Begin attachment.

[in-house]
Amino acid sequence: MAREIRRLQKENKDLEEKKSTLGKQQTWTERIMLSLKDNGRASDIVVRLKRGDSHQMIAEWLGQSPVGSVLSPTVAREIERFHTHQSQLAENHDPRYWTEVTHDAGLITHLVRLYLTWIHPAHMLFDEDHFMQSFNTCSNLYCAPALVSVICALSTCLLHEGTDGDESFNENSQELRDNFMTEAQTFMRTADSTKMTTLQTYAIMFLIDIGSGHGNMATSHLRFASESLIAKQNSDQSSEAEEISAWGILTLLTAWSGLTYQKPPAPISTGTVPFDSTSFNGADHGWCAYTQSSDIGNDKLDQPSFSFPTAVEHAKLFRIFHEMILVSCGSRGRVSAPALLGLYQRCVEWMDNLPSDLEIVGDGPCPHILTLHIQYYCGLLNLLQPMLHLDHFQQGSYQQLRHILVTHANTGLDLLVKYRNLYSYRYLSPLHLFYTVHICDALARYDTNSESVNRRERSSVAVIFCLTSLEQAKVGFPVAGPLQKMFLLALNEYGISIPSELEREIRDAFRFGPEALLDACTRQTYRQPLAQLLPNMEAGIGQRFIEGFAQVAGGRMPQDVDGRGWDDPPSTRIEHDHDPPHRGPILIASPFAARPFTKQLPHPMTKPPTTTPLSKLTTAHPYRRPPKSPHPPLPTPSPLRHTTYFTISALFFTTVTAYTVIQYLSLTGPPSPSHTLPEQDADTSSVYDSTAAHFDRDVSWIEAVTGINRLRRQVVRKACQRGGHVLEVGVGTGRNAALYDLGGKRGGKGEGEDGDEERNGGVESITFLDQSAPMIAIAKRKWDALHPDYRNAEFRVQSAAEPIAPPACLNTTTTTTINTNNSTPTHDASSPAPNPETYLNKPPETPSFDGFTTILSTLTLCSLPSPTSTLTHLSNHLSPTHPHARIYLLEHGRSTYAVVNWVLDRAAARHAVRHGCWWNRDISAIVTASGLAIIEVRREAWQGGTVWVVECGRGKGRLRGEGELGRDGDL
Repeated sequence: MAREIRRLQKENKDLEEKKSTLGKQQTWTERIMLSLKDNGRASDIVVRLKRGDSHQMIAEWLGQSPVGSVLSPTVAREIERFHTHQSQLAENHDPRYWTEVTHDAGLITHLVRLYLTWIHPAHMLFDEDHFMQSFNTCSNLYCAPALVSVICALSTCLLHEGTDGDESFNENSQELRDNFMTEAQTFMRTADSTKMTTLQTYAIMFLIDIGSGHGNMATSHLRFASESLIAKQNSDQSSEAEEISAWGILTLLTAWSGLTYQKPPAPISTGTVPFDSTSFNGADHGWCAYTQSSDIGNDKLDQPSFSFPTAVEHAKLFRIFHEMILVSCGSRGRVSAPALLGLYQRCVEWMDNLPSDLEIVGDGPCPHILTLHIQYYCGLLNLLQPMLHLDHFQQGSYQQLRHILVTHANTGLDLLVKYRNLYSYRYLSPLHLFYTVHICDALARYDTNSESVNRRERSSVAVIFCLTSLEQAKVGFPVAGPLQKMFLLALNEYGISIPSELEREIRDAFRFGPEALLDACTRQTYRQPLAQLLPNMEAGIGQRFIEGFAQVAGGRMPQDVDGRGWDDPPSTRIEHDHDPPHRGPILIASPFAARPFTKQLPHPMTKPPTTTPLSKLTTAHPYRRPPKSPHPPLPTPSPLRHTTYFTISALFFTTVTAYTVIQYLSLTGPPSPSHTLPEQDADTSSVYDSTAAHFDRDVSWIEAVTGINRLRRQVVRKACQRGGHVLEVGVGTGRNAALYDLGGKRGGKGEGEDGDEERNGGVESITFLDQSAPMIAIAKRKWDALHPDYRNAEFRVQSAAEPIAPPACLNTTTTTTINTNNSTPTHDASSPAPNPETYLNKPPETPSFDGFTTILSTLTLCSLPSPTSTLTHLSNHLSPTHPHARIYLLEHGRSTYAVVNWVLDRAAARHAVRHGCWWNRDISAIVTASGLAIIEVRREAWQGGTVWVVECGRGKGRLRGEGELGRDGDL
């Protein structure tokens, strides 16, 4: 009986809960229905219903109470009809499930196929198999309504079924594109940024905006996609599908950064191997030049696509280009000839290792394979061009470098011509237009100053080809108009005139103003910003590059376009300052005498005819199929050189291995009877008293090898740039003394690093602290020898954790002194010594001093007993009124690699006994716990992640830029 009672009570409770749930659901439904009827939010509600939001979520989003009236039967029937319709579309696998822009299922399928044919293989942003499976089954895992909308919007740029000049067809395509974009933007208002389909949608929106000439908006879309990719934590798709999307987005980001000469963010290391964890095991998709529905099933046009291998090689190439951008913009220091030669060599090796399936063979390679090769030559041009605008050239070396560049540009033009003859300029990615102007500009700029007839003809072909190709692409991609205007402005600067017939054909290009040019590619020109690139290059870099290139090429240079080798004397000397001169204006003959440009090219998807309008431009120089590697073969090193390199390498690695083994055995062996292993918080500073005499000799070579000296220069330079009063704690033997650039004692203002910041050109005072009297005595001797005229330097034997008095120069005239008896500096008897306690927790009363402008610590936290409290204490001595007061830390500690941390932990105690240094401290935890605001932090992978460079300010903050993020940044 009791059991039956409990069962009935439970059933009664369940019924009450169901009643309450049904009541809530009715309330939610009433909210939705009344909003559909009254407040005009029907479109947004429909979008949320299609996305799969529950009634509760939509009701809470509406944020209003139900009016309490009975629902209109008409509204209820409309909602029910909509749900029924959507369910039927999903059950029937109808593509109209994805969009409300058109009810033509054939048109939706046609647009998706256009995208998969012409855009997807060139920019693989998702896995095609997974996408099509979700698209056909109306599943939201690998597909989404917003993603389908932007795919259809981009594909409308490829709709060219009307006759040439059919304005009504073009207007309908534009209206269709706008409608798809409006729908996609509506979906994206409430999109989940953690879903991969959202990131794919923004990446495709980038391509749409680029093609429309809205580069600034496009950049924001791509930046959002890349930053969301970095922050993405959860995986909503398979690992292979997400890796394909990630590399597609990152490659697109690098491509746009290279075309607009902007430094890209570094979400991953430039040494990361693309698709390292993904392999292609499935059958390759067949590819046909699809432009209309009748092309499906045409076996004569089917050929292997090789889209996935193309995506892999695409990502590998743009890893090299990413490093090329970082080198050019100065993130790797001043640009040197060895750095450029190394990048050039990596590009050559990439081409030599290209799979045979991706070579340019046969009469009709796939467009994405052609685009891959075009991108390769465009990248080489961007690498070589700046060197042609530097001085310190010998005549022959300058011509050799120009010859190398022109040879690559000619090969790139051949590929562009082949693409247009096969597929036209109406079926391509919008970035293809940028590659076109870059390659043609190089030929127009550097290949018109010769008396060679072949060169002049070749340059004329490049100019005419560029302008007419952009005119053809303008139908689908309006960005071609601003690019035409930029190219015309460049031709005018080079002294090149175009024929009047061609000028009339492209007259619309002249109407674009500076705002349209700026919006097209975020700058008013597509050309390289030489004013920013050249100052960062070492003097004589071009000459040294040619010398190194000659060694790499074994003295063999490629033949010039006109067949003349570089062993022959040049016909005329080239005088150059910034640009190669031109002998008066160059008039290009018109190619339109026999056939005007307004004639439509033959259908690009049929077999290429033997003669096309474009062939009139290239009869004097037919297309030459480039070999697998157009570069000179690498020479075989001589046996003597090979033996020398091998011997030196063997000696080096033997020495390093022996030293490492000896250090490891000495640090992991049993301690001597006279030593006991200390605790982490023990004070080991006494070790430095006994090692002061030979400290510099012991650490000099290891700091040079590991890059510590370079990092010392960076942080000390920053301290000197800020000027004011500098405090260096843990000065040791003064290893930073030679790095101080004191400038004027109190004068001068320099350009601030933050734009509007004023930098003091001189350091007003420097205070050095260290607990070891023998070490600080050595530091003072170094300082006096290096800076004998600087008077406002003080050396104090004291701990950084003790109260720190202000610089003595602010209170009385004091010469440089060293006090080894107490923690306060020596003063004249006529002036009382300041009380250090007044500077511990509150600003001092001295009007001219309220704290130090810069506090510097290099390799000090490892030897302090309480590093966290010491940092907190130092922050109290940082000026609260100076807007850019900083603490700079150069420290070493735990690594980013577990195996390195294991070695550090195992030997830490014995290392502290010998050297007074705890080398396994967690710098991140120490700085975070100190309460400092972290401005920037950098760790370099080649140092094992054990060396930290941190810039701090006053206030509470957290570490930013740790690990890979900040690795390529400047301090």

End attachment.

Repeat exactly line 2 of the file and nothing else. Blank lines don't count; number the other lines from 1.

Amino acid sequence: MAREIRRLQKENKDLEEKKSTLGKQQTWTERIMLSLKDNGRASDIVVRLKRGDSHQMIAEWLGQSPVGSVLSPTVAREIERFHTHQSQLAENHDPRYWTEVTHDAGLITHLVRLYLTWIHPAHMLFDEDHFMQSFNTCSNLYCAPALVSVICALSTCLLHEGTDGDESFNENSQELRDNFMTEAQTFMRTADSTKMTTLQTYAIMFLIDIGSGHGNMATSHLRFASESLIAKQNSDQSSEAEEISAWGILTLLTAWSGLTYQKPPAPISTGTVPFDSTSFNGADHGWCAYTQSSDIGNDKLDQPSFSFPTAVEHAKLFRIFHEMILVSCGSRGRVSAPALLGLYQRCVEWMDNLPSDLEIVGDGPCPHILTLHIQYYCGLLNLLQPMLHLDHFQQGSYQQLRHILVTHANTGLDLLVKYRNLYSYRYLSPLHLFYTVHICDALARYDTNSESVNRRERSSVAVIFCLTSLEQAKVGFPVAGPLQKMFLLALNEYGISIPSELEREIRDAFRFGPEALLDACTRQTYRQPLAQLLPNMEAGIGQRFIEGFAQVAGGRMPQDVDGRGWDDPPSTRIEHDHDPPHRGPILIASPFAARPFTKQLPHPMTKPPTTTPLSKLTTAHPYRRPPKSPHPPLPTPSPLRHTTYFTISALFFTTVTAYTVIQYLSLTGPPSPSHTLPEQDADTSSVYDSTAAHFDRDVSWIEAVTGINRLRRQVVRKACQRGGHVLEVGVGTGRNAALYDLGGKRGGKGEGEDGDEERNGGVESITFLDQSAPMIAIAKRKWDALHPDYRNAEFRVQSAAEPIAPPACLNTTTTTTINTNNSTPTHDASSPAPNPETYLNKPPETPSFDGFTTILSTLTLCSLPSPTSTLTHLSNHLSPTHPHARIYLLEHGRSTYAVVNWVLDRAAARHAVRHGCWWNRDISAIVTASGLAIIEVRREAWQGGTVWVVECGRGKGRLRGEGELGRDGDL